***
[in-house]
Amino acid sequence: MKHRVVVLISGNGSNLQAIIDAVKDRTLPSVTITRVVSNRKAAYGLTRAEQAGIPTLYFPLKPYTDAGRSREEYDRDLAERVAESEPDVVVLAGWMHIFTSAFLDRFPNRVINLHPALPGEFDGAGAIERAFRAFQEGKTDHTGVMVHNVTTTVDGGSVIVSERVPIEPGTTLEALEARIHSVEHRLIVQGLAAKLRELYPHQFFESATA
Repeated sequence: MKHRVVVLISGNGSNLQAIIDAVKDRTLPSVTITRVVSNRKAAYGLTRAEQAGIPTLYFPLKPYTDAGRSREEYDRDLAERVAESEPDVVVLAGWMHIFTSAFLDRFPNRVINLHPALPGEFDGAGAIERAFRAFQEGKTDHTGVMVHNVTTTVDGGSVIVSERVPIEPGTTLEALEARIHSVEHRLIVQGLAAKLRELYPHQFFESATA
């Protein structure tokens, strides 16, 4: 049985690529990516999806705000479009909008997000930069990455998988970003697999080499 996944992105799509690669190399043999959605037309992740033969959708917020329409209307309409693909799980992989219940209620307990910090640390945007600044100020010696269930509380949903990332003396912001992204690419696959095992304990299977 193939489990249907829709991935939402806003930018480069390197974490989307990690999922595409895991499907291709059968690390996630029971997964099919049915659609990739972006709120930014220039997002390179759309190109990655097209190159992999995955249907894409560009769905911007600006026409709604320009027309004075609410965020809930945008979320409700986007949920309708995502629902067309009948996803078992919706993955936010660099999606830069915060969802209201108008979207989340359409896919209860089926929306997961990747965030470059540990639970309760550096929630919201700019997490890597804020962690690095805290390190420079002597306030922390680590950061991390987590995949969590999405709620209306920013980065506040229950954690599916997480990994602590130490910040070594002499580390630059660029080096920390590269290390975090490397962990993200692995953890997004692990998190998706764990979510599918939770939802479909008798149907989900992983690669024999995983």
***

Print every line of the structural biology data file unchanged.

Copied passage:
[in-house]
Amino acid sequence: MKHRVVVLISGNGSNLQAIIDAVKDRTLPSVTITRVVSNRKAAYGLTRAEQAGIPTLYFPLKPYTDAGRSREEYDRDLAERVAESEPDVVVLAGWMHIFTSAFLDRFPNRVINLHPALPGEFDGAGAIERAFRAFQEGKTDHTGVMVHNVTTTVDGGSVIVSERVPIEPGTTLEALEARIHSVEHRLIVQGLAAKLRELYPHQFFESATA
Repeated sequence: MKHRVVVLISGNGSNLQAIIDAVKDRTLPSVTITRVVSNRKAAYGLTRAEQAGIPTLYFPLKPYTDAGRSREEYDRDLAERVAESEPDVVVLAGWMHIFTSAFLDRFPNRVINLHPALPGEFDGAGAIERAFRAFQEGKTDHTGVMVHNVTTTVDGGSVIVSERVPIEPGTTLEALEARIHSVEHRLIVQGLAAKLRELYPHQFFESATA
């Protein structure tokens, strides 16, 4: 049985690529990516999806705000479009909008997000930069990455998988970003697999080499 996944992105799509690669190399043999959605037309992740033969959708917020329409209307309409693909799980992989219940209620307990910090640390945007600044100020010696269930509380949903990332003396912001992204690419696959095992304990299977 193939489990249907829709991935939402806003930018480069390197974490989307990690999922595409895991499907291709059968690390996630029971997964099919049915659609990739972006709120930014220039997002390179759309190109990655097209190159992999995955249907894409560009769905911007600006026409709604320009027309004075609410965020809930945008979320409700986007949920309708995502629902067309009948996803078992919706993955936010660099999606830069915060969802209201108008979207989340359409896919209860089926929306997961990747965030470059540990639970309760550096929630919201700019997490890597804020962690690095805290390190420079002597306030922390680590950061991390987590995949969590999405709620209306920013980065506040229950954690599916997480990994602590130490910040070594002499580390630059660029080096920390590269290390975090490397962990993200692995953890997004692990998190998706764990979510599918939770939802479909008798149907989900992983690669024999995983």